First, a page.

I absolutely adore “Where The Wild Things Are,” by Maurice Sendak. I loved to roar my terrible roar and gnash my terrible teeth right along with Max, and “Let the wild rumpus start!” has been one of those quotes that has stuck with me all through my life.
It is quite useful.
I was thrilled when I first saw the trailer for Spike Jonze’s film adaptation of the book, but for one reason or another, I never made it to the theater to see it.
I’m glad I didn’t, though, because now I’ve read BOTH books before seeing the movie.
I’m just not sure if that’s a good thing.
My favorite thing about the picture book is Max. (Is a character a thing?) He embodies the spirit, innocence and pure joy of childhood. His imagination is inspiring, even if his naughty behavior is not. Max is fun. Max is the anti-adult.
Max in “The Wild Things” is different.
At first, we see the same old Max, causing trouble and having fun without thought to anyone around him. Max is pretty much what I’d classify as your typical boy (even though the book hints that he might have ADD or something). He is naughty, he is misunderstood, he is in his own world.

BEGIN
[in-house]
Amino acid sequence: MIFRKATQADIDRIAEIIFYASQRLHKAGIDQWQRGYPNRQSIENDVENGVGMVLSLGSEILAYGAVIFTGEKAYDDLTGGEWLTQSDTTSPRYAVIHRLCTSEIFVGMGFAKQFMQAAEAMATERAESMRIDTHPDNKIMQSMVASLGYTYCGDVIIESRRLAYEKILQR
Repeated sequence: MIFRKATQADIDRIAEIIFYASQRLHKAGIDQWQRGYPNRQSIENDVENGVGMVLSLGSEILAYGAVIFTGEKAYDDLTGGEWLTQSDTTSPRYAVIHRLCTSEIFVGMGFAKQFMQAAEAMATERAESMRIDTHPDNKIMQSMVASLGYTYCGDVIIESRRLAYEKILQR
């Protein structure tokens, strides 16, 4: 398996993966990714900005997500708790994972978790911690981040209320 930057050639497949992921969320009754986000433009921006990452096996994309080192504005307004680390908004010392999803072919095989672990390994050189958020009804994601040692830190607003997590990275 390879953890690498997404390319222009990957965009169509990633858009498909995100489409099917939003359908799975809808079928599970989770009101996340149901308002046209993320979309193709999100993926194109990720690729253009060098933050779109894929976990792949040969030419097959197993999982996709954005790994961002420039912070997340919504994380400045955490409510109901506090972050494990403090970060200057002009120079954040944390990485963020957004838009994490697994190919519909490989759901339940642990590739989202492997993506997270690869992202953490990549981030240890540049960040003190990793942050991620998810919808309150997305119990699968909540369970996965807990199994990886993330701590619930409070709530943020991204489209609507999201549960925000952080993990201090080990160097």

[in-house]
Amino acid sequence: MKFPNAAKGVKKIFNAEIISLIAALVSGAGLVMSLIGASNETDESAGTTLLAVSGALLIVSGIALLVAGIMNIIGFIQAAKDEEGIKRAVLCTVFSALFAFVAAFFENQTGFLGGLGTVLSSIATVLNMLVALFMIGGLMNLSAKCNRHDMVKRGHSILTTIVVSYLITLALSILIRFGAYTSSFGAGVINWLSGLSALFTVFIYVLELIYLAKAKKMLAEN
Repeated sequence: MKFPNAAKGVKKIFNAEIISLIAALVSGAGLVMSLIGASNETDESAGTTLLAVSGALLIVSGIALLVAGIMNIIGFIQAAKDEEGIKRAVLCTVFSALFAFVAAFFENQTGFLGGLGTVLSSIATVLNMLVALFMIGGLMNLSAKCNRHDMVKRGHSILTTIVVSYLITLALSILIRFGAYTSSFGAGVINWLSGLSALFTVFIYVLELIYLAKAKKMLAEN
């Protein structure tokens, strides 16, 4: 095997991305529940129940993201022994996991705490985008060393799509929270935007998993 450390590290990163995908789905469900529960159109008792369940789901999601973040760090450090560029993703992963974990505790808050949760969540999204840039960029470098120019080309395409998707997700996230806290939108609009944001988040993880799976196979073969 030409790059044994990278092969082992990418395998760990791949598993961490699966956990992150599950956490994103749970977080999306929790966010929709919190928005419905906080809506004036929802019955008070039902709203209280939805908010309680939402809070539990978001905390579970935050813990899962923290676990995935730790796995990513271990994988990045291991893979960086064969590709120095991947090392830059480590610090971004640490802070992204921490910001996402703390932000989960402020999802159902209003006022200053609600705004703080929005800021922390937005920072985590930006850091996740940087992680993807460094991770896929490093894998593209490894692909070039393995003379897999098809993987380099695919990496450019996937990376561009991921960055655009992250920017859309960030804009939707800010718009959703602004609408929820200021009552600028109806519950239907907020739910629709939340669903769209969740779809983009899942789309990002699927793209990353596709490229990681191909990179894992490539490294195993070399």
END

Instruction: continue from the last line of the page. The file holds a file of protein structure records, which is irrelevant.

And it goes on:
Then Max runs away and sets sail and lands in a faraway land where fun goes to die. In fact, fun is eaten by big, scary monsters. And goat boys.
Wild-Thing Max doesn’t escape to Imagination Land with wild rumpuses. Instead, he lands in Very Real Problems Land. The fun Max tries to have results in nothing but sad consequences.
This book was just OK. The cover was awesome and the beginning was fun. The middle and end – not so much.
I’ll probably watch the movie at home at some point, but I’m not itching to see it nearly as bad as I first was.
Up next: “I Am The Messenger,” by Markus Zusak
(New rules: I’m only including my star ratings on my “20## reads” pages from now on.)